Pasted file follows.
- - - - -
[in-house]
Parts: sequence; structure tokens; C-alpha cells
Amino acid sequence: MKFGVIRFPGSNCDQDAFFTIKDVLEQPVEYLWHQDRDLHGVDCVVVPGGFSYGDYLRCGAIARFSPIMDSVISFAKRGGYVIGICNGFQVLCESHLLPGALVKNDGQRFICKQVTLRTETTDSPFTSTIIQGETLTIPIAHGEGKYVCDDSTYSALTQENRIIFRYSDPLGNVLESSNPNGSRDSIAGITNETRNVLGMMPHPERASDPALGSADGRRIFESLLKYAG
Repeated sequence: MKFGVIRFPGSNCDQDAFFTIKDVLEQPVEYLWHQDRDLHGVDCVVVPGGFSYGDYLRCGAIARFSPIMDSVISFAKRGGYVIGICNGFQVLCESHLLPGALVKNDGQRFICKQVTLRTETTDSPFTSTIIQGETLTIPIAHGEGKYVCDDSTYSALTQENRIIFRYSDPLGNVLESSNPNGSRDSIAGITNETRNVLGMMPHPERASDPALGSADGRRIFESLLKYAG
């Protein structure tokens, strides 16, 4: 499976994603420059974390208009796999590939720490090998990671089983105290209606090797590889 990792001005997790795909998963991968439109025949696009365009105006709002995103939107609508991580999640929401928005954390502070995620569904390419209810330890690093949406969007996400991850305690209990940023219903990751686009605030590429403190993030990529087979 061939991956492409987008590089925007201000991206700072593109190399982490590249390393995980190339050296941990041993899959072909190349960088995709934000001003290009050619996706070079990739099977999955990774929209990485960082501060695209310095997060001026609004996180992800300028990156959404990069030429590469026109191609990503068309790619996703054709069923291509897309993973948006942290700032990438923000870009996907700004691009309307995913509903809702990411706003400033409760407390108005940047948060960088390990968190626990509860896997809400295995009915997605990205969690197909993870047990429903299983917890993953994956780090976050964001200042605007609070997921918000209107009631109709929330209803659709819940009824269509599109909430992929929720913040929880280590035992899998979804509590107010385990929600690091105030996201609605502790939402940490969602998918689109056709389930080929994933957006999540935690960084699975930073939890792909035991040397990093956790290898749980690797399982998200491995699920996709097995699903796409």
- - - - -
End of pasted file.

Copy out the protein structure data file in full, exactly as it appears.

[in-house]
Parts: sequence; structure tokens; C-alpha cells
Amino acid sequence: MKFGVIRFPGSNCDQDAFFTIKDVLEQPVEYLWHQDRDLHGVDCVVVPGGFSYGDYLRCGAIARFSPIMDSVISFAKRGGYVIGICNGFQVLCESHLLPGALVKNDGQRFICKQVTLRTETTDSPFTSTIIQGETLTIPIAHGEGKYVCDDSTYSALTQENRIIFRYSDPLGNVLESSNPNGSRDSIAGITNETRNVLGMMPHPERASDPALGSADGRRIFESLLKYAG
Repeated sequence: MKFGVIRFPGSNCDQDAFFTIKDVLEQPVEYLWHQDRDLHGVDCVVVPGGFSYGDYLRCGAIARFSPIMDSVISFAKRGGYVIGICNGFQVLCESHLLPGALVKNDGQRFICKQVTLRTETTDSPFTSTIIQGETLTIPIAHGEGKYVCDDSTYSALTQENRIIFRYSDPLGNVLESSNPNGSRDSIAGITNETRNVLGMMPHPERASDPALGSADGRRIFESLLKYAG
């Protein structure tokens, strides 16, 4: 499976994603420059974390208009796999590939720490090998990671089983105290209606090797590889 990792001005997790795909998963991968439109025949696009365009105006709002995103939107609508991580999640929401928005954390502070995620569904390419209810330890690093949406969007996400991850305690209990940023219903990751686009605030590429403190993030990529087979 061939991956492409987008590089925007201000991206700072593109190399982490590249390393995980190339050296941990041993899959072909190349960088995709934000001003290009050619996706070079990739099977999955990774929209990485960082501060695209310095997060001026609004996180992800300028990156959404990069030429590469026109191609990503068309790619996703054709069923291509897309993973948006942290700032990438923000870009996907700004691009309307995913509903809702990411706003400033409760407390108005940047948060960088390990968190626990509860896997809400295995009915997605990205969690197909993870047990429903299983917890993953994956780090976050964001200042605007609070997921918000209107009631109709929330209803659709819940009824269509599109909430992929929720913040929880280590035992899998979804509590107010385990929600690091105030996201609605502790939402940490969602998918689109056709389930080929994933957006999540935690960084699975930073939890792909035991040397990093956790290898749980690797399982998200491995699920996709097995699903796409």